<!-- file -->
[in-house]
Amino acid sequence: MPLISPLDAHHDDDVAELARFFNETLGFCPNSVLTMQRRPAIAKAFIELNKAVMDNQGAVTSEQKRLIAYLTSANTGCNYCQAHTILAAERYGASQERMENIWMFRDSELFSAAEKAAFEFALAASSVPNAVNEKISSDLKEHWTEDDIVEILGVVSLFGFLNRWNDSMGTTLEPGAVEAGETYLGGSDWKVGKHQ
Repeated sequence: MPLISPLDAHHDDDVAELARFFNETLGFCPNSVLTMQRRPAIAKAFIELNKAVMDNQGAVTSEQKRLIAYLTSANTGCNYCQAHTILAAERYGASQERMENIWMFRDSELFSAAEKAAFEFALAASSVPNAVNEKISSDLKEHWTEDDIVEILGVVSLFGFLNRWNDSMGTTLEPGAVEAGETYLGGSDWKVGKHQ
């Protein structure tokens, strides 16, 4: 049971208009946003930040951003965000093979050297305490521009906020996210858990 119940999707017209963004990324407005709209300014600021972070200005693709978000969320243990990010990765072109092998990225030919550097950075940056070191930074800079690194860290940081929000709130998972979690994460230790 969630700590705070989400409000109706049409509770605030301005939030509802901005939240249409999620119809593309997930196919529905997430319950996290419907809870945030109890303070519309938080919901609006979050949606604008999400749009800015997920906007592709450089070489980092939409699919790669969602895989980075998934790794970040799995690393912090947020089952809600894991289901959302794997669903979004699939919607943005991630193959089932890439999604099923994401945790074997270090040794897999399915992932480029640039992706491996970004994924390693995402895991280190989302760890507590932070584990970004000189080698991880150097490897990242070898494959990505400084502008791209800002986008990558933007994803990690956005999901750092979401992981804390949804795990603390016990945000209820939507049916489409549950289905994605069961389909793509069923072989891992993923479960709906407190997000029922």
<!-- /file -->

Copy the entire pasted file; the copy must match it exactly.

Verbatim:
[in-house]
Amino acid sequence: MPLISPLDAHHDDDVAELARFFNETLGFCPNSVLTMQRRPAIAKAFIELNKAVMDNQGAVTSEQKRLIAYLTSANTGCNYCQAHTILAAERYGASQERMENIWMFRDSELFSAAEKAAFEFALAASSVPNAVNEKISSDLKEHWTEDDIVEILGVVSLFGFLNRWNDSMGTTLEPGAVEAGETYLGGSDWKVGKHQ
Repeated sequence: MPLISPLDAHHDDDVAELARFFNETLGFCPNSVLTMQRRPAIAKAFIELNKAVMDNQGAVTSEQKRLIAYLTSANTGCNYCQAHTILAAERYGASQERMENIWMFRDSELFSAAEKAAFEFALAASSVPNAVNEKISSDLKEHWTEDDIVEILGVVSLFGFLNRWNDSMGTTLEPGAVEAGETYLGGSDWKVGKHQ
């Protein structure tokens, strides 16, 4: 049971208009946003930040951003965000093979050297305490521009906020996210858990 119940999707017209963004990324407005709209300014600021972070200005693709978000969320243990990010990765072109092998990225030919550097950075940056070191930074800079690194860290940081929000709130998972979690994460230790 969630700590705070989400409000109706049409509770605030301005939030509802901005939240249409999620119809593309997930196919529905997430319950996290419907809870945030109890303070519309938080919901609006979050949606604008999400749009800015997920906007592709450089070489980092939409699919790669969602895989980075998934790794970040799995690393912090947020089952809600894991289901959302794997669903979004699939919607943005991630193959089932890439999604099923994401945790074997270090040794897999399915992932480029640039992706491996970004994924390693995402895991280190989302760890507590932070584990970004000189080698991880150097490897990242070898494959990505400084502008791209800002986008990558933007994803990690956005999901750092979401992981804390949804795990603390016990945000209820939507049916489409549950289905994605069961389909793509069923072989891992993923479960709906407190997000029922």